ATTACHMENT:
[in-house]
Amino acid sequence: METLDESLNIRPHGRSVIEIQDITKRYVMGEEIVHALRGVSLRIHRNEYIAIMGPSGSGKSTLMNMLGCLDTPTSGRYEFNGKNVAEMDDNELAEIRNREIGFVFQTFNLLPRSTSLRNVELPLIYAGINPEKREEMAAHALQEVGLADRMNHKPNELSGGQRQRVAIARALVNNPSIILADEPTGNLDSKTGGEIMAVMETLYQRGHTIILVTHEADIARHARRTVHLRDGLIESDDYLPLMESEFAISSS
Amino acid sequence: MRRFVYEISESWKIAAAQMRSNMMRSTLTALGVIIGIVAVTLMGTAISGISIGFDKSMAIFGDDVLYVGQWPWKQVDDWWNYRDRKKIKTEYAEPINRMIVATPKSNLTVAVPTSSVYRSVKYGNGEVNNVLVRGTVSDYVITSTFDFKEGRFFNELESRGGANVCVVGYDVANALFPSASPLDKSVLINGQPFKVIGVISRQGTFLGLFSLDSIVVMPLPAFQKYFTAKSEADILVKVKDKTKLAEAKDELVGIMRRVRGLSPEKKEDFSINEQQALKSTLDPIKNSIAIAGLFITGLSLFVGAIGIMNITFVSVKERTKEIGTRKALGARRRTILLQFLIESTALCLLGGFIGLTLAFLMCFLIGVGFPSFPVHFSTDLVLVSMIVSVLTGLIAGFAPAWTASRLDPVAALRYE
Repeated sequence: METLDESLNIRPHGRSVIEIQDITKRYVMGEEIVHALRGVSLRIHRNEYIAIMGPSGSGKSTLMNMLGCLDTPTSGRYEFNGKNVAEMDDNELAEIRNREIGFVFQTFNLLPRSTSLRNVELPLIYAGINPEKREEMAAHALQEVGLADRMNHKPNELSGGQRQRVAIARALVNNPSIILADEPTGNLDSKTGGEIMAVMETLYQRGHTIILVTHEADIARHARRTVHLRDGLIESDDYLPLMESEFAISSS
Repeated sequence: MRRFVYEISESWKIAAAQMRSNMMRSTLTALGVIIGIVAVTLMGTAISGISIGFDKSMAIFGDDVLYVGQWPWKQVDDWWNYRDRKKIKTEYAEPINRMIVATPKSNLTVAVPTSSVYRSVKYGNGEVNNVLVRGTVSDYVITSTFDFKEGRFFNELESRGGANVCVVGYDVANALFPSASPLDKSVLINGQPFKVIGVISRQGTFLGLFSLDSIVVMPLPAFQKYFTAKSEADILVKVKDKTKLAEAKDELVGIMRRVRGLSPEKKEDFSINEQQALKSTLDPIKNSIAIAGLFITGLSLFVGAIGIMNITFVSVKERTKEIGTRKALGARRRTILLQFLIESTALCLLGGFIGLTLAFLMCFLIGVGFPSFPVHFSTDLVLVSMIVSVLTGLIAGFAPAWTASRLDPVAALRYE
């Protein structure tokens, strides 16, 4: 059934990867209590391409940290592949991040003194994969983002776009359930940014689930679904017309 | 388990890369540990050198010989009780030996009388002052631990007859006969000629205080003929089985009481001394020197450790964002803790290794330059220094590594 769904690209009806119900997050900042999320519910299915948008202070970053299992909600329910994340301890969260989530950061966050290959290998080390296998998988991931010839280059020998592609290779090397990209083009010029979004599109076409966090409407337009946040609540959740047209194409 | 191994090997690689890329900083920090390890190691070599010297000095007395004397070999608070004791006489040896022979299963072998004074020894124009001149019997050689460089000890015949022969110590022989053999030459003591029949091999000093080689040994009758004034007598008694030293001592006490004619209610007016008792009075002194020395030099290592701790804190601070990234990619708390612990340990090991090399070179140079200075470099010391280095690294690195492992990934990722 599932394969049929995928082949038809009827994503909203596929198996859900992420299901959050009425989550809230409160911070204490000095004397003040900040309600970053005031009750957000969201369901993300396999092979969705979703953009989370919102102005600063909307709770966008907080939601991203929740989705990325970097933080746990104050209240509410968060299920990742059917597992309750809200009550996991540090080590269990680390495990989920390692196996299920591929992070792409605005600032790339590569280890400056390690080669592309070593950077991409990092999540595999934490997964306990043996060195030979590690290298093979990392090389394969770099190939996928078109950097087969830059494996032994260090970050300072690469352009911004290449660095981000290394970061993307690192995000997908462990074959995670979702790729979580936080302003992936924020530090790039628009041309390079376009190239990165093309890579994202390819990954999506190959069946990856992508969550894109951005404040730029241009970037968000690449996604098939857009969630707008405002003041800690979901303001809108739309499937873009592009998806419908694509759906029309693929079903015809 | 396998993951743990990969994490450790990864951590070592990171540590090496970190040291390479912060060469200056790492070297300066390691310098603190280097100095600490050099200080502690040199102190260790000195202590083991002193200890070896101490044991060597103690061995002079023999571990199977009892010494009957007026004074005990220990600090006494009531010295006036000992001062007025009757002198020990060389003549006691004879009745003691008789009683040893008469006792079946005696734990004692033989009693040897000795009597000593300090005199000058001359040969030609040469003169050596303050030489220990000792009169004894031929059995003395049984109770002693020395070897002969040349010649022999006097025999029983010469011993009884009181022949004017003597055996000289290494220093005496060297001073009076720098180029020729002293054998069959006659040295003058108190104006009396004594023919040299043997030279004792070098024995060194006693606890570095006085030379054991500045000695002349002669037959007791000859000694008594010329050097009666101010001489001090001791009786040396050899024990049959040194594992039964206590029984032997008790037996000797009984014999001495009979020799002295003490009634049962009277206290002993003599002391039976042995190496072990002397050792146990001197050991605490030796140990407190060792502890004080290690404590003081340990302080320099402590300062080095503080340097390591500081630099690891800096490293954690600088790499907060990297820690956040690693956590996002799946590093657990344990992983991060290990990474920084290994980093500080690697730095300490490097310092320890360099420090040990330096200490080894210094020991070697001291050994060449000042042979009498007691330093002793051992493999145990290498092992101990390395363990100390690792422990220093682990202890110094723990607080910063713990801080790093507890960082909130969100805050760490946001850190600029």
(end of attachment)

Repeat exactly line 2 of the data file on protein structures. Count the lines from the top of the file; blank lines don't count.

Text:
Amino acid sequence: METLDESLNIRPHGRSVIEIQDITKRYVMGEEIVHALRGVSLRIHRNEYIAIMGPSGSGKSTLMNMLGCLDTPTSGRYEFNGKNVAEMDDNELAEIRNREIGFVFQTFNLLPRSTSLRNVELPLIYAGINPEKREEMAAHALQEVGLADRMNHKPNELSGGQRQRVAIARALVNNPSIILADEPTGNLDSKTGGEIMAVMETLYQRGHTIILVTHEADIARHARRTVHLRDGLIESDDYLPLMESEFAISSS